The Aberdeen-Perth, WA Gateway is supported by Aberdeen City Council, Aberdeenshire Council, activpayroll Ltd, City of Perth, Invest Aberdeen, Munro’s Travel Ltd, ODM Visas, Pinsent Masons, Qantas Airways Ltd, Quensh, Scottish Development International, Subsea Technology & Rentals, Think Perth, Western Australian Government.
For more information about the Aberdeen-Perth, WA Gateway, contact event managers Business Plus Scotland on (01651) 891374 or email firstname.lastname@example.org
Orkney’s location is a unique attraction for both oil and gas and marine tourism activity.
Abundant berthing and anchoring options are available at the ports that make up Orkney Harbour Authority’s portfolio and Scapa Flow, Europe’s largest natural harbour.
Scapa Flow is the hub of oil and gas operations in Orkney waters. The world’s first ship-to-ship transfer of liquefied natural gas was undertaken there in 2007, and transfer operations continue to be conducted on a weekly basis. A ground-breaking ballast water management policy was approved by Orkney Islands Council in 2014.
Scapa Flow has proved to be the ideal location for rig and accommodation platform maintenance due to its sheltered, deep water location and easy access to oil and gas activity in the North Sea and west of Shetland.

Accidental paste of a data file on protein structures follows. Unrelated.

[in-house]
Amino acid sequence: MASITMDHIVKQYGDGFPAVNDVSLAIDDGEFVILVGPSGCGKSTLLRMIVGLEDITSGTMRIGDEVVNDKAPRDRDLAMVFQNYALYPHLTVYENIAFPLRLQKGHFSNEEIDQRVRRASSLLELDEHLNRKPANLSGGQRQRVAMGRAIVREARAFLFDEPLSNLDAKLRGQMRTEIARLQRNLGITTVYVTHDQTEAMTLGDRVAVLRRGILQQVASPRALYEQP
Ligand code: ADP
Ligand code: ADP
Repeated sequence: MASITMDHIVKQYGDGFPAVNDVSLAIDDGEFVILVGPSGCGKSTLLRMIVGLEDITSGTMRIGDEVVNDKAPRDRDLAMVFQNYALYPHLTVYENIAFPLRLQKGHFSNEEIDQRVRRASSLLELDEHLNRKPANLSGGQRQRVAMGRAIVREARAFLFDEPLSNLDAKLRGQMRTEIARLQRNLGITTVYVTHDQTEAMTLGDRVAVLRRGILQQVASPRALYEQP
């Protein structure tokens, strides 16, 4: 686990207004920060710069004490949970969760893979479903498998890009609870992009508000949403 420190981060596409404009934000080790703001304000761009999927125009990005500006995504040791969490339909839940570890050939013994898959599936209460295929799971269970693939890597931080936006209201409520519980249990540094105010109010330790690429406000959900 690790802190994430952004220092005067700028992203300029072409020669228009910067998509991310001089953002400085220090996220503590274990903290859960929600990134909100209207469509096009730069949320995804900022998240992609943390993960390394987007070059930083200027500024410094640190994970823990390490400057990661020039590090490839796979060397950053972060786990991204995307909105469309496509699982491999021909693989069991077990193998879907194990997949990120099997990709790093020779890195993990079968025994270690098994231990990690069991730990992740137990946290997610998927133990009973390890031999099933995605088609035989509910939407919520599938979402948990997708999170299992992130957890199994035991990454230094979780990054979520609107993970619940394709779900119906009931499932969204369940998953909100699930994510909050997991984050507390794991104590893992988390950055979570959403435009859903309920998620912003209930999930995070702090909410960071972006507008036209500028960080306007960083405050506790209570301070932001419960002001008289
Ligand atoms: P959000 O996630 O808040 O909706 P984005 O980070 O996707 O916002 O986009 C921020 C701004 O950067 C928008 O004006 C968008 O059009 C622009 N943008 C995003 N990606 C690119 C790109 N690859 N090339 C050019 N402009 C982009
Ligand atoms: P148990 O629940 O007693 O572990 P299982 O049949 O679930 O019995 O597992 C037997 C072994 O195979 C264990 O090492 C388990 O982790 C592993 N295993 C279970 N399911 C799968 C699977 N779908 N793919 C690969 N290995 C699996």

The local marine supply chain has demonstrated its diverse skills and in-depth knowledge of local waters in servicing rigs and tanker movements, all within the strict environmental policies of Scapa Flow and maintaining the impeccable environmental record.
At the centre of Orkney’s oil and gas operations is the Flotta oil processing terminal, right in the heart of Scapa Flow. Crude oil has been delivered there from the North Sea since 1977.
Currently operated by Repsol Sinopec Resources UK, the site receives both crude oil and LPG via a 210 km pipeline from the Flotta catchment area in the North Sea. The economic benefit to Orkney is considerable, with more than 100 core crew employed there. Many are Orkney residents.
The oil processing terminal at Flotta
Any island destination is reliant on its lifeline freight and passenger links and Orkney is no exception. There are daily freight and passenger services to Stromness from the Scottish mainland and almost daily services from Aberdeen to Kirkwall. In addition, there are 12 daily flights into Orkney from the Scottish mainland and Shetland. In summer, there are regular flights to Manchester and Bergen.